Submissions of Mr. Pardiwalla:
(a) The reopening of the assessment is purely on the basis of change of opinion which is not permissible and that cannot be a tangible material.
(b) During the course of assessment proceedings specific queries were raised with regard to the gift of the flat on the applicability of Section 50C of the Act and also as to why it should not be treated as deemed dividend income.
(c) On the issue of Section 50C, petitioner by its letter lettered 16th July 2010 filed a copy of the gift deed with all annexures and also explained why section 50C cannot come into play.
(d) By a letter dated 26th July 2010 petitioner once again explained as to why Section 50C was not applicable.
(e) During the hearing on 16th July 2010, petitioner was called upon to explain as to why the market value of the said property gifted to Bezan Chenoy should not be treated as deemed dividend under Section 2 (22) (a) of the Act and as recorded in petitioner’s letter dated 26th July 2010, petitioner explained as to why the value of the flat should not be treated as deemed dividend.
(f) Thereafter, the assessment order has been passed in which the assessing officer has rejected the submissions of petitioner and treated the market value of the said flat as deemed dividend under Section 2(22)(a) of the Act.
(g) Therefore once a query is raised during the assessment proceeding and assessee has replied to it, it follows that the query raised was a subject of consideration of the assessing officer while completing the assessment and it is not necessary that an assessment order should contain reference and or discussion to disclose his satisfaction in respect of the query raised.
(h) The fact that a query on the applicability of Section 50C of the Act was raised and after the reply dated 16th July 2010, the assessing officer did not pursue that query and has made reference in the assessment order, it is rather obvious that the assessing officer was satisfied in respect of the query raised.
(i) The reopening could not have been on the basis of audit objection which was informed to petitioner when petitioner went to enquire about the refund. It is not even mentioned in the reasons for reopening. The reopening based on audit objection is not permissible unless new facts came to notice through the audit objection. The expression ‘opinion’ used in Section 147(b) of the Act could only mean factual material and cannot include any opinion on point of law as held in judgment of the Apex Court in Indian & Eastern Newspapers Society Vs. Commissioner of Income Tax1 16 Submissions of Mr Chhotaray:-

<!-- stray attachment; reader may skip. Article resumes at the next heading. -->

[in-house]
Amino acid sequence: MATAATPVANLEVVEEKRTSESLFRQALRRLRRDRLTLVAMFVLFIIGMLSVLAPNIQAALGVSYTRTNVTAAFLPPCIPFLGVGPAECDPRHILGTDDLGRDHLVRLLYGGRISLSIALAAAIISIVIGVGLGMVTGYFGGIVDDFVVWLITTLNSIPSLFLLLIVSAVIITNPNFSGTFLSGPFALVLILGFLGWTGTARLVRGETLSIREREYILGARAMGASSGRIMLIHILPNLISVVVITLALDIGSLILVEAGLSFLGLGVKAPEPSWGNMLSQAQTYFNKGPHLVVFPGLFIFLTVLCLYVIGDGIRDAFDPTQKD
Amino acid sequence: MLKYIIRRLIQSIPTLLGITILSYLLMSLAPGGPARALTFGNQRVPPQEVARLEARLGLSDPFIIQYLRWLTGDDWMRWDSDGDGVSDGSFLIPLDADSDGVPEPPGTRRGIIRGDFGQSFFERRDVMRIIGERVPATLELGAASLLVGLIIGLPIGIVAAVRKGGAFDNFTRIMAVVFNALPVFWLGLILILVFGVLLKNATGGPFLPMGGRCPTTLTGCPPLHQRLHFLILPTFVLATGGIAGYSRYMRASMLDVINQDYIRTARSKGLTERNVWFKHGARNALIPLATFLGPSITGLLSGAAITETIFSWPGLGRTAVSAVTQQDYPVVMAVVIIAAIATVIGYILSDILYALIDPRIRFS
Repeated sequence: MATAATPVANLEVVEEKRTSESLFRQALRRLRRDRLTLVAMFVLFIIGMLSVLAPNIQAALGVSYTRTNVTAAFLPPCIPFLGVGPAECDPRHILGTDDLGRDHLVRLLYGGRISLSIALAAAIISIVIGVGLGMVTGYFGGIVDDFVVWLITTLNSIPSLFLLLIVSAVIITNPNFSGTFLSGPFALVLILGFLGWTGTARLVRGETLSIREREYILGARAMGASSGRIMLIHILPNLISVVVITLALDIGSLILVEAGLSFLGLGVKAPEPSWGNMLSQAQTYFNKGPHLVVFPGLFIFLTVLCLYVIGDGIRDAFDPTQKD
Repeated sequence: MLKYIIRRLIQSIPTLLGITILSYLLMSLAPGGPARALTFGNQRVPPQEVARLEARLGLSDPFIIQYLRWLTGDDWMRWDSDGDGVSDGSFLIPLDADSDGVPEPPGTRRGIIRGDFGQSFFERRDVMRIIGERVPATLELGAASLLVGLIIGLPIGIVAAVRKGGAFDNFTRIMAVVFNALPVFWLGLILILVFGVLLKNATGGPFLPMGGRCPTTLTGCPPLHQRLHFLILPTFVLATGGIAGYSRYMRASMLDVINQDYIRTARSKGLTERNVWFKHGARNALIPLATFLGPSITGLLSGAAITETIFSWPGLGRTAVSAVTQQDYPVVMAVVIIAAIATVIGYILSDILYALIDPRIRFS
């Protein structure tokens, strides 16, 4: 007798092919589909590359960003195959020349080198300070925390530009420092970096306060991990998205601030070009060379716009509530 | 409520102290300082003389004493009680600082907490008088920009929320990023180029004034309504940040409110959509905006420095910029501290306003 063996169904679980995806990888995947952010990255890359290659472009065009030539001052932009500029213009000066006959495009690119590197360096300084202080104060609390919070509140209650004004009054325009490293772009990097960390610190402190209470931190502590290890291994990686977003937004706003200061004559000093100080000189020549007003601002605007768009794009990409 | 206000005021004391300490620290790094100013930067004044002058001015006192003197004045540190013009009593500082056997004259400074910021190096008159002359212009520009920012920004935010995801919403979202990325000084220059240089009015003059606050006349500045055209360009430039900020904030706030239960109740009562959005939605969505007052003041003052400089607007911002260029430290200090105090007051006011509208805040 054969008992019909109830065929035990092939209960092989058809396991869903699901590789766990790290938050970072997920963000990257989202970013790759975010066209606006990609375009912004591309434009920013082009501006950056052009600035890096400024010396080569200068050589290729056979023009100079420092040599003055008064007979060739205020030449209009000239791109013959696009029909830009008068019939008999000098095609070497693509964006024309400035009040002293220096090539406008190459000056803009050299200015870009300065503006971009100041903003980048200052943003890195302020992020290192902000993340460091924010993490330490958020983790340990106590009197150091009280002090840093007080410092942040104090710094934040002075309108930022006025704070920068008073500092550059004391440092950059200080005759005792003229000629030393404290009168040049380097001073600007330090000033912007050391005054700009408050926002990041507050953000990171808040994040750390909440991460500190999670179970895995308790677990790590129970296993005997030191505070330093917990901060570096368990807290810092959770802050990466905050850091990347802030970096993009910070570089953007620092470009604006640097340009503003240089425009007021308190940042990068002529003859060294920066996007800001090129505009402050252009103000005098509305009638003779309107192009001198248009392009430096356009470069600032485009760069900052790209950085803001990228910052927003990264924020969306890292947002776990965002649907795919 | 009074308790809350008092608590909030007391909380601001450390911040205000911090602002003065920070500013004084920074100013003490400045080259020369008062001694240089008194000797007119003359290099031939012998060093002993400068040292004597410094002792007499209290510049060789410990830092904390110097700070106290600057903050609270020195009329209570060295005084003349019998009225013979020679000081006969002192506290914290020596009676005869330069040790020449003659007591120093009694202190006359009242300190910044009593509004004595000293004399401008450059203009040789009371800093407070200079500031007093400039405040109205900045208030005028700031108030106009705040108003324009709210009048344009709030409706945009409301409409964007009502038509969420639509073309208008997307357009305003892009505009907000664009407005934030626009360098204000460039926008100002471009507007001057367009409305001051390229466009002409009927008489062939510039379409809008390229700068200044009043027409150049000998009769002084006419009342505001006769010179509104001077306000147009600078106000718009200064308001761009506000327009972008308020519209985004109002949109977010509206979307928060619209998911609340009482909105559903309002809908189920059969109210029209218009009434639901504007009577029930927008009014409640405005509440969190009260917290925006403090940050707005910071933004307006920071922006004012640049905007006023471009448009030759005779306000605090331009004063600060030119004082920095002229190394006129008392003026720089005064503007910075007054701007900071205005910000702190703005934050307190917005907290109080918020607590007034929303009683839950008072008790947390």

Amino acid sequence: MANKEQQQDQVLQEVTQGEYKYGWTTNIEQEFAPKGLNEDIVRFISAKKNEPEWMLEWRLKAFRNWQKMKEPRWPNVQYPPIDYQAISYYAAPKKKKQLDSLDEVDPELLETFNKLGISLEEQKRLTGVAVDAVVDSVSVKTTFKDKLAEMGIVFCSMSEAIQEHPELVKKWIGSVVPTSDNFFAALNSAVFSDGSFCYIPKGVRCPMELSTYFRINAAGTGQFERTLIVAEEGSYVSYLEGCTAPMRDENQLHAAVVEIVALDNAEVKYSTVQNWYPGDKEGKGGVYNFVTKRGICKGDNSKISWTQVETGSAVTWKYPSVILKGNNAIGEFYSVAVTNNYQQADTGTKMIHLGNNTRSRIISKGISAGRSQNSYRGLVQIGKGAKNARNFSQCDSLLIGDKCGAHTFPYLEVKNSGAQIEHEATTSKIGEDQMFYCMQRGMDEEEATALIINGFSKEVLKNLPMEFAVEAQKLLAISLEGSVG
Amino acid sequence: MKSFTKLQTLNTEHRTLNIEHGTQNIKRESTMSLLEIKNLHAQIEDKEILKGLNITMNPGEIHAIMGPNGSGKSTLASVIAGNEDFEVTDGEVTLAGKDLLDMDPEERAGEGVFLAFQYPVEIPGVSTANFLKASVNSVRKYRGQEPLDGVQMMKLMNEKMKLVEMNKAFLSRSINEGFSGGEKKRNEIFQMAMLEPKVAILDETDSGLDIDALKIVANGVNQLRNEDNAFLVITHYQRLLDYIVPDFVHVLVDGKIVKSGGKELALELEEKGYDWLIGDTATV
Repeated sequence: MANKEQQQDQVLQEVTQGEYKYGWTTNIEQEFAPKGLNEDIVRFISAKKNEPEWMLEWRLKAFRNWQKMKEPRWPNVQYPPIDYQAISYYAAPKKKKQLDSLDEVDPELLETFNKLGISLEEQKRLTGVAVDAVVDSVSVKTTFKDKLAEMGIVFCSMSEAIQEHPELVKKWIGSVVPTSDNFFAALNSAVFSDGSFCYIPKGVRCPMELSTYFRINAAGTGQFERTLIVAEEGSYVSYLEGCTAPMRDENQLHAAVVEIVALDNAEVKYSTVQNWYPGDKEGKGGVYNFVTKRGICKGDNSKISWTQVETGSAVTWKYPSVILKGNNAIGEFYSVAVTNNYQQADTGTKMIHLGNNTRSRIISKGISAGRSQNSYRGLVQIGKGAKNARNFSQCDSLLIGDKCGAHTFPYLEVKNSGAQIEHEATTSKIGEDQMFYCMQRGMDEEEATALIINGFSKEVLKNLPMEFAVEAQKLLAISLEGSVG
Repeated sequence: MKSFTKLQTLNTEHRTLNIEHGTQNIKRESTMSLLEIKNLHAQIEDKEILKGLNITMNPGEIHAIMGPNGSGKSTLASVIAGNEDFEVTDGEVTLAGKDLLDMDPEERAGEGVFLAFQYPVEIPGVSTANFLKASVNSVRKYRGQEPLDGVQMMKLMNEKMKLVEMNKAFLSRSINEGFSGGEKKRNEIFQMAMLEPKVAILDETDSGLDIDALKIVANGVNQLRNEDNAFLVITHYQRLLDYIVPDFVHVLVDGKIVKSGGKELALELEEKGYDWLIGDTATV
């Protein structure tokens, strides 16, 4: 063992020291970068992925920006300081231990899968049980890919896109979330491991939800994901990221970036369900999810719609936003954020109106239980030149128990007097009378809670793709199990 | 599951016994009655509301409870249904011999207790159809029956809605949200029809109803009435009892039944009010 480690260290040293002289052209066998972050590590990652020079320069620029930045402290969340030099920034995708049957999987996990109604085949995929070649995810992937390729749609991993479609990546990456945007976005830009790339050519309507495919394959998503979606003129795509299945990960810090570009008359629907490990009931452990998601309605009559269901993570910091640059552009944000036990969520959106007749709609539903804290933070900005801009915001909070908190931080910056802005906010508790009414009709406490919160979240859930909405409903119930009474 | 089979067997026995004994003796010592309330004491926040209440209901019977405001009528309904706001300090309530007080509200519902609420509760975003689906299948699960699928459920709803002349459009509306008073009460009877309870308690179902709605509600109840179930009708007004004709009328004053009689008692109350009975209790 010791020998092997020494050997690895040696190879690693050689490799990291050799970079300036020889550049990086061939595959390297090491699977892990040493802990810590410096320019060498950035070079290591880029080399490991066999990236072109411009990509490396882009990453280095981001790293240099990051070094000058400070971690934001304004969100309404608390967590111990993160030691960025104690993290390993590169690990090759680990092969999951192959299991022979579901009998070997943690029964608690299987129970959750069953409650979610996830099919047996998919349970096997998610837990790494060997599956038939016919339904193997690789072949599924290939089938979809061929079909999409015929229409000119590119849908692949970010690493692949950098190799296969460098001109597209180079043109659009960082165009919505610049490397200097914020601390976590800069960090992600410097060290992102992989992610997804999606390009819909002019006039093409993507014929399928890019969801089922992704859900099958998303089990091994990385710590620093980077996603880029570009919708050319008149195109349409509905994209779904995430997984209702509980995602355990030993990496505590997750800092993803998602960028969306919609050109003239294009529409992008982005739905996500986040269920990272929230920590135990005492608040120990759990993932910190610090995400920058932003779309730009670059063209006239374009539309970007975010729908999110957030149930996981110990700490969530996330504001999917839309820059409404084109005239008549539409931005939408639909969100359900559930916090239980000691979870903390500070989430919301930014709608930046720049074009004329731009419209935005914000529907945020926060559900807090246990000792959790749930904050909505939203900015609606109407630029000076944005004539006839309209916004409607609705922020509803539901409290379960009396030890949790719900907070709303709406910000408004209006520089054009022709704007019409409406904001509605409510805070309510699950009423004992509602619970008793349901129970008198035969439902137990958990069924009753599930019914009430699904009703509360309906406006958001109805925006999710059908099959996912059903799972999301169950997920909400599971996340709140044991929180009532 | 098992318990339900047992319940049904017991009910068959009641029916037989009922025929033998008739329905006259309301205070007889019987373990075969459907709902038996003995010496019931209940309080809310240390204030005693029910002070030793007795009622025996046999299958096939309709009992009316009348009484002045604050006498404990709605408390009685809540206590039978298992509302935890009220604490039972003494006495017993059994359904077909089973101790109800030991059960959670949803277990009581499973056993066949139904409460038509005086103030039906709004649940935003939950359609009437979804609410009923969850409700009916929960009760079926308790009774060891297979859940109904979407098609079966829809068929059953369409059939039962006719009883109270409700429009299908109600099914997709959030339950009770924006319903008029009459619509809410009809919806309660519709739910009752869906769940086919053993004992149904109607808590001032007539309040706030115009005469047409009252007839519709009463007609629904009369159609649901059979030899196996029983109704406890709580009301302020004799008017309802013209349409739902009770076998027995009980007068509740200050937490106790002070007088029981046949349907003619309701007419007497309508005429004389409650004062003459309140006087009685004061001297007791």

(a) The audit objections received by the assessing officer was the tangible material and what the assessing officer seeks is to reopen the assessment as original assessing officer has been careless in not bringing to fact a particular amount which was chargeable to tax and revenue should not be precluded from issuing notice under section 148 of the Act.
(b) Oversight in passing the assessment order, will not affect assessing officer’s jurisdiction to issue notice and for this, as held in judgment of the apex court in A.L.A. Firm Vs. Commissioner of Income Tax2
(c) Kalyanji Mavji & Co. Vs. CIT3 which has been referred to and relied upon in L.A. Firm (Supra), permits reopening in the following categories of cases:
where the information is as to the true and correct state of the law derived from relevant judicial decisions;
where the information is derived from an external source of any kind and such external source would include discovery of new and important matters or knowledge of fresh facts which were not present at the time of the original assessment;
where the information may be obtained even from the record of the original assessment from the investigation of the materials on the record, or the facts disclosed thereby or from other enquiry or research into facts or law;
Where the Income Tax Officer derives information from the record on an investigation or an inquiry into facts not originally undertaken and such information is received from the audit objection, it will be permissible to reopen the assessment.